Ex-Liverpool manager Gerard Houllier dies at 73
Gerard Houllier, the French coach who won the UEFA Cup, FA Cup and League Cup treble with Liverpool, has died aged 73.
Houllier, who managed Liverpool from 1998 to 2004, died overnight Sunday to Monday after undergoing heart surgery. His career was blighted by health problems and he had to take a break in his time at Liverpool to recover from heart issues.
Two of the French clubs Houllier managed, Paris Saint-Germain and Lens, confirmed his death on Monday.
He was also in charge of the French national team from 1992 to 1993, overseeing their failure to qualify for the 1994 finals in the United States.
The cerebral Houllier played an important role in shaping Liverpool after the club that had won the league title consistently throughout the 1980s lost its way.
Although he was unable to lead the club to the Premier League title — that would have to wait until this year under German coach Jurgen Klopp — Houllier was loved by the Anfield club’s supporters.
“We are mourning the passing of our treble-winning manager, Gerard Houllier,” Liverpool tweeted.
“The thoughts of everyone at Liverpool Football Club are with Gerard’s family and many friends. Rest in peace, Gerard Houllier 1947-2020.”
Dogged by heart problems
Houllier recovered from life-saving heart surgery during the 2001/02 campaign to return to the dugout.
He guided Liverpool to a second League Cup triumph of his tenure in 2003 but left the following year after overseeing 307 matches and successfully re-establishing the club as a modern force.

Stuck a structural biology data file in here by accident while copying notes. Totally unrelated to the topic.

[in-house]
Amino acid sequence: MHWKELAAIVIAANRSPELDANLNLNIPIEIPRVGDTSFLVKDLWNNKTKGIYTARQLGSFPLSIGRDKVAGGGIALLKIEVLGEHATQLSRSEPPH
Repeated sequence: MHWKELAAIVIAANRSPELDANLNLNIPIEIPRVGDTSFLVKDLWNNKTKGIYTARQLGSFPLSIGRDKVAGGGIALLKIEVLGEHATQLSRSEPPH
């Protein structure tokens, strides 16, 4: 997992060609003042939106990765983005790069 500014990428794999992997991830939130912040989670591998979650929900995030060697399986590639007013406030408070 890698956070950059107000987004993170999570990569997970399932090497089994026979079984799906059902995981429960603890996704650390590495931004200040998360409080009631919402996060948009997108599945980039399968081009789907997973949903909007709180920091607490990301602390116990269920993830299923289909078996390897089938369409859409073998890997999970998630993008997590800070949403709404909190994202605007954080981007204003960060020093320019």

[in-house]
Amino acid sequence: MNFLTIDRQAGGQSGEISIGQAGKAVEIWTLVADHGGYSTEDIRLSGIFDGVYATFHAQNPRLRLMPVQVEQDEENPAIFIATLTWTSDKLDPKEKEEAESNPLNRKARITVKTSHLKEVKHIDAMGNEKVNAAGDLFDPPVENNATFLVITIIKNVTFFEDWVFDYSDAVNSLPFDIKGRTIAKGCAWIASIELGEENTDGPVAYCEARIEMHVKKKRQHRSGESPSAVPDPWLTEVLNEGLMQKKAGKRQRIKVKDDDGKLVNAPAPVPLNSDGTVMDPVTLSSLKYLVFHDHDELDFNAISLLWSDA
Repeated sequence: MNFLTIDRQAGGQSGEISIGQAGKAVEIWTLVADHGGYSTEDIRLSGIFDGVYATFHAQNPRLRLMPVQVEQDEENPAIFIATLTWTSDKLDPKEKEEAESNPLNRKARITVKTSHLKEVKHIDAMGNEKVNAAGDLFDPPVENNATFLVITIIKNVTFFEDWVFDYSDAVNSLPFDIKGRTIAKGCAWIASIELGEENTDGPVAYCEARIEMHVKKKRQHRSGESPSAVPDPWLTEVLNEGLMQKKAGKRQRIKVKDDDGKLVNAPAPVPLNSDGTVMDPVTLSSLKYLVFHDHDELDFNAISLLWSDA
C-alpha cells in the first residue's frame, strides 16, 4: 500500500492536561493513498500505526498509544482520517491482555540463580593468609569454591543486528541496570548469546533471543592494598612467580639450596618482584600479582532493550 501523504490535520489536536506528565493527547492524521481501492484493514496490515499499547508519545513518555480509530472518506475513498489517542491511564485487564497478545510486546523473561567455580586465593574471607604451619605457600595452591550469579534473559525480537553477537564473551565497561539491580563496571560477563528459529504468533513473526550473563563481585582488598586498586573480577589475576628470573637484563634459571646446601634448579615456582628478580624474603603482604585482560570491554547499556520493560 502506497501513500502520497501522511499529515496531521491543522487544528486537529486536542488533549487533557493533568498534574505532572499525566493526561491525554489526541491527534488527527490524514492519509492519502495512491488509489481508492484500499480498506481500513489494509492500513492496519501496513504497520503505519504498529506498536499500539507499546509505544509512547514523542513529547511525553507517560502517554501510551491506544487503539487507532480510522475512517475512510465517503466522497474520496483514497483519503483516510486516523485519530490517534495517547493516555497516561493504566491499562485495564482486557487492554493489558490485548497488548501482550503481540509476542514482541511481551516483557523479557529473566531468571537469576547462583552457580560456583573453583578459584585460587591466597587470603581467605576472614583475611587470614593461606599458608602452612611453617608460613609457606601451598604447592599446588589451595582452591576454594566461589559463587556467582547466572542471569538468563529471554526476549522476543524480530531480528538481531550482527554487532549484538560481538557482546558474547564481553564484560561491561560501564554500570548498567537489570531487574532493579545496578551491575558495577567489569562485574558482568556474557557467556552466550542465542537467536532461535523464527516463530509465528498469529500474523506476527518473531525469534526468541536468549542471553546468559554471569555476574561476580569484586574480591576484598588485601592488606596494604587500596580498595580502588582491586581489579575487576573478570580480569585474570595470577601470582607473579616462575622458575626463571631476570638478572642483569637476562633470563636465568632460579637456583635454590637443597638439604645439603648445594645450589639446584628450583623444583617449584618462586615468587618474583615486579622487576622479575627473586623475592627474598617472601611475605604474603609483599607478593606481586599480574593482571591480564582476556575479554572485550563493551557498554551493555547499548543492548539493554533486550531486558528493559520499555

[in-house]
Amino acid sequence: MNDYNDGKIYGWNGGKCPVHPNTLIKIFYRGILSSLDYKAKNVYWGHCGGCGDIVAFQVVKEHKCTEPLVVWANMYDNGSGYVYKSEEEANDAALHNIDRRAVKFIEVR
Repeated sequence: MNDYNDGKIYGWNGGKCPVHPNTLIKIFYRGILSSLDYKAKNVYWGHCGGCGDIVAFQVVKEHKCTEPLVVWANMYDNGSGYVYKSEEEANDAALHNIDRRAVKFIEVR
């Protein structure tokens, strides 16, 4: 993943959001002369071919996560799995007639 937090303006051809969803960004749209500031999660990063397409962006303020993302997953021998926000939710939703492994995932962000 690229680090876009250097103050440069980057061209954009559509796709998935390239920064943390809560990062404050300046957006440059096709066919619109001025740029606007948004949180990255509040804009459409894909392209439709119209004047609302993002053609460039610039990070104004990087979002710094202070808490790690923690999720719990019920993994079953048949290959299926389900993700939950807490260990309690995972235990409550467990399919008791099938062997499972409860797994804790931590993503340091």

Houllier also launched the career of one of the club’s greatest players, Steven Gerrard.
Former Liverpool and England forward Michael Owen, who played under the Frenchman, described him as a “genuinely caring man”, while ex-striker Ian Rush called him a “true gentleman”.
Former Liverpool defender Jamie Carragher tweeted: “Absolutely devastated by the news about Gerard Houllier, I was in touch with him only last month to arrange him coming to Liverpool. Loved that man to bits, he changed me as a person & as a player & got @LFC back winning trophies. RIP Boss. ”
Houllier became joint team manager with Roy Evans at Anfield in 1998 but their relationship soon became strained and long-term club servant Evans resigned later that year to leave the Frenchman in sole charge.
In October 2001, Houllier fell ill at half-time during Liverpool’s match against Leeds and was diagnosed with an aortic dissection, which required emergency surgery and led to a five-month spell out of the dugout.
He suffered further health problems during a later management spell with Aston Villa. He was admitted to hospital in April 2011 after falling ill, and did not return work before stepping down by mutual consent in June that year.
During his career Houllier won the Ligue 1 title with Paris Saint-Germain in 1986, later winning it twice more with Lyon.
The Villa job proved to be his final role in day-to-day management.
More recently, he worked as the head of global football for the Red Bull group, which owns RB Leipzig, RB Salzburg and the New York Red Bulls, as well as advising Lyon.